Finding My Voice in the Face of Anxiety
Anxiety hurts. It’s the fear you’ll never measure up. You worry about everything. (Are people going to think this post sounds bad? Should I be working on something else instead? Why did I waste five minutes staring at my phone deciding if I should turn on my music or not?)
I’ve been plagued by these anxious feelings for as long as I can remember. In elementary school, I was labeled a “shy” kid, but I was anxious. I was terrified of being ridiculed if I gave the wrong answer or because my voice has always sounded a little bit like Minnie Mouse. I didn’t want to take some else’s turn to speak. (It didn’t matter that they talked over me.) I was an obsessive rule follower … not just some of the rules; all the rules. All the time.
I finally allowed myself to talk more often in class around the time I started writing, but I was still the shy girl. I can vividly recall my eleventh-grade English teacher writing a response in my class journal telling me she would appreciate me sharing my thoughts out loud with the class more often. It was a struggle. I felt like I was repeating what someone else said. I’d been quiet for so long, I didn’t know how to express myself. I could think of a million things I wanted to say, but getting them to come out of my mouth was one of the most difficult things I’ve ever done.
I still struggle with tripping over my words when I talk in front of people. When I speak in public, it takes days to work up the confidence to do it, and I worry the entire time. Anxiety tells me no one is interested, or they’re only there to be polite.
Even my writing (my profession and my creative outlet) causes me anxiety, especially when I have get writer’s block. I worry myself sick over trends and markets and whether or not I’m the right person to write my stories. I hate that about me.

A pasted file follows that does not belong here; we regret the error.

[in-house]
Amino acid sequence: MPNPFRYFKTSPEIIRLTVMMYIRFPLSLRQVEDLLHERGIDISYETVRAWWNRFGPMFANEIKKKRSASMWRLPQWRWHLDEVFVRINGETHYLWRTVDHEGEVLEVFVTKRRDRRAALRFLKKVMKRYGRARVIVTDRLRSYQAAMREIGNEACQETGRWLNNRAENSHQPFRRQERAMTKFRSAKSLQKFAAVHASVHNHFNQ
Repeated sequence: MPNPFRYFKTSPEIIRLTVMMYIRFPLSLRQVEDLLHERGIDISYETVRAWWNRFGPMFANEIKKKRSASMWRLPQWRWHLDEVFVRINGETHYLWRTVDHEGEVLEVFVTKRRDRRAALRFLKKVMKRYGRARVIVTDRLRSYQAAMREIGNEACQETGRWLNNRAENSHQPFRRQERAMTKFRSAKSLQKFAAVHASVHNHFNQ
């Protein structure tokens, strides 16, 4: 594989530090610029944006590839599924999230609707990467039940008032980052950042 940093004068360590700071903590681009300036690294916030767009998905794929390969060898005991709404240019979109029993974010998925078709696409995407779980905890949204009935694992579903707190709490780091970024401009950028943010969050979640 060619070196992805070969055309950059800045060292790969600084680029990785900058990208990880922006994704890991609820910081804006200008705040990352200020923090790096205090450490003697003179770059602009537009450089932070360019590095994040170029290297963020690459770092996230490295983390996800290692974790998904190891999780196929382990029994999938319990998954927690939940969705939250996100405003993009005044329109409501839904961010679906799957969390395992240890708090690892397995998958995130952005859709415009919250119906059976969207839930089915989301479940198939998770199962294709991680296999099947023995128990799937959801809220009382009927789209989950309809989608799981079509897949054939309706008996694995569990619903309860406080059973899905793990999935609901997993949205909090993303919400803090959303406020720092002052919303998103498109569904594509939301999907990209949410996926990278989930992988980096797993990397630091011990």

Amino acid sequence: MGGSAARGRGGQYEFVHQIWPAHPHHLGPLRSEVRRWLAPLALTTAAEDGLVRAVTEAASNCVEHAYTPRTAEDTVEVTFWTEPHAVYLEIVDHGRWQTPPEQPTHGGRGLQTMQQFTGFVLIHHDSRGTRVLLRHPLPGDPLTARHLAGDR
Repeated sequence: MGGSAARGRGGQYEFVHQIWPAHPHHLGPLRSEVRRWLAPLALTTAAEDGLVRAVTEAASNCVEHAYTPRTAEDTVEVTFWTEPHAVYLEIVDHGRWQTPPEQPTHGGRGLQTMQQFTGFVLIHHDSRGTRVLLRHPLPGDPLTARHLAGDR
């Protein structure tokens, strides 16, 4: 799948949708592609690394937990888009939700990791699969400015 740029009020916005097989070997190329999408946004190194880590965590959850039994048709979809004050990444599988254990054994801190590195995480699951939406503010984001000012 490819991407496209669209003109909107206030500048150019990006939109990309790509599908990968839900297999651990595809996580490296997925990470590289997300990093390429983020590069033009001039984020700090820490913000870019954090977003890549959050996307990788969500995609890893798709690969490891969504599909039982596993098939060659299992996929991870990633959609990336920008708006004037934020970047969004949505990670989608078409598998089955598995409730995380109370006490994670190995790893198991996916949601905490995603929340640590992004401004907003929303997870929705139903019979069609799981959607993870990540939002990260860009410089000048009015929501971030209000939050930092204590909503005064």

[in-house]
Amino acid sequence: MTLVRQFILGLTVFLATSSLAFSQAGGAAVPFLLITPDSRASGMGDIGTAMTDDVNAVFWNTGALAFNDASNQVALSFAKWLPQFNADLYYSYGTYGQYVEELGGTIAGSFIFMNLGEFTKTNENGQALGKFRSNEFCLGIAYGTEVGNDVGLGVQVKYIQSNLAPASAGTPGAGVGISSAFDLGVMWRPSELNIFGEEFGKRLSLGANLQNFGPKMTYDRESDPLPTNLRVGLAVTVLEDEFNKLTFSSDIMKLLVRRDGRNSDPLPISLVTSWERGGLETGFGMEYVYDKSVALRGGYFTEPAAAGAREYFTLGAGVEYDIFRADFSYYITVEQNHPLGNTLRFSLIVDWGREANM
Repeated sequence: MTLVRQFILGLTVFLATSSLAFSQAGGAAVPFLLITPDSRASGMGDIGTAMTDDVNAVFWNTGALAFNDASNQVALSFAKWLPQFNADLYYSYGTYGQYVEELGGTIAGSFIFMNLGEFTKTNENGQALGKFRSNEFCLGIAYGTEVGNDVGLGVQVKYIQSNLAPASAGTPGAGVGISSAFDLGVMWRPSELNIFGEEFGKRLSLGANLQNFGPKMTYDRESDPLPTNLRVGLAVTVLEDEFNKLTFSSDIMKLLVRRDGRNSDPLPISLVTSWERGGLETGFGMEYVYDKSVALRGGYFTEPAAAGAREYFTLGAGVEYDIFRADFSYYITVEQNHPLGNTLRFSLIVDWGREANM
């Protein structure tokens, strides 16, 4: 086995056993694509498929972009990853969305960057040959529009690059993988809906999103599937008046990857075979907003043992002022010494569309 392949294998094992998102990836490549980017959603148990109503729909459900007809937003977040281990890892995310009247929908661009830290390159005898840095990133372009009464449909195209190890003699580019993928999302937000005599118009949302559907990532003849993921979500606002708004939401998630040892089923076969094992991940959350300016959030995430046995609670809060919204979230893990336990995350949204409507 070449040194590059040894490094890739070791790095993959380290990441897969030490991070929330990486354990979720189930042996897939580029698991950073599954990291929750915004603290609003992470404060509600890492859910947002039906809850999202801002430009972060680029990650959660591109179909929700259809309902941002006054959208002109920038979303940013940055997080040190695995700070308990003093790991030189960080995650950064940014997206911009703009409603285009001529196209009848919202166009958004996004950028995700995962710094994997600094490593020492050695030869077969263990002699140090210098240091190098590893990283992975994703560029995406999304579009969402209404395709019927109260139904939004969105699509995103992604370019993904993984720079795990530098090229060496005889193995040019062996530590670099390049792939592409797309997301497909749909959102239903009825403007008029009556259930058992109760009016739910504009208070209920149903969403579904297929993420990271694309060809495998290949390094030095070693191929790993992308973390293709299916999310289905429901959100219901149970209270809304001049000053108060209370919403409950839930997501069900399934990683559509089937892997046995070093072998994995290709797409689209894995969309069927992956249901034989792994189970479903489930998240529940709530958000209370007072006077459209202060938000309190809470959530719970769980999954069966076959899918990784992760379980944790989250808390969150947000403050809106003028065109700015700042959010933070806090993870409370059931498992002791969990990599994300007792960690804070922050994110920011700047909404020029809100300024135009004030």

Anxiety raises its ugly head all the time in my life. I’m writing this story right now because I’m anxious about working on a story for my day job, and I’m trying to reassure myself that I can put coherent words on a page. Writing is the thing I’ve always wanted to do, but sometimes, I don’t even feel qualified to journal for myself, much less write for publication.
When I’m overwhelmed and can’t see past the fear beating inside my brain, often the best thing I can do is put on some music, zone out and write whatever words want to come out.
I start, stop, delete, hold my breath and beg my brain to make sense.
Get through one more sentence.
Finish the paragraph.
Take a breath.
Hands on the keyboard, don’t take both hands off the keyboard or the words might not come back.
Write the next word that comes to mind.
Write another, and another.
Soon I’ve got something. It might be one paragraph that took me an hour to write or an article for my day job that seemed too daunting to approach, but the words flow. They haven’t deserted me yet. I’m still writing and still worrying, but I can do it.
I’ve survived this anxiety for years.
I’ll keep fighting it. I have found my voice, and I refuse to let it silence me.
Lead photo source: Thinkstock Images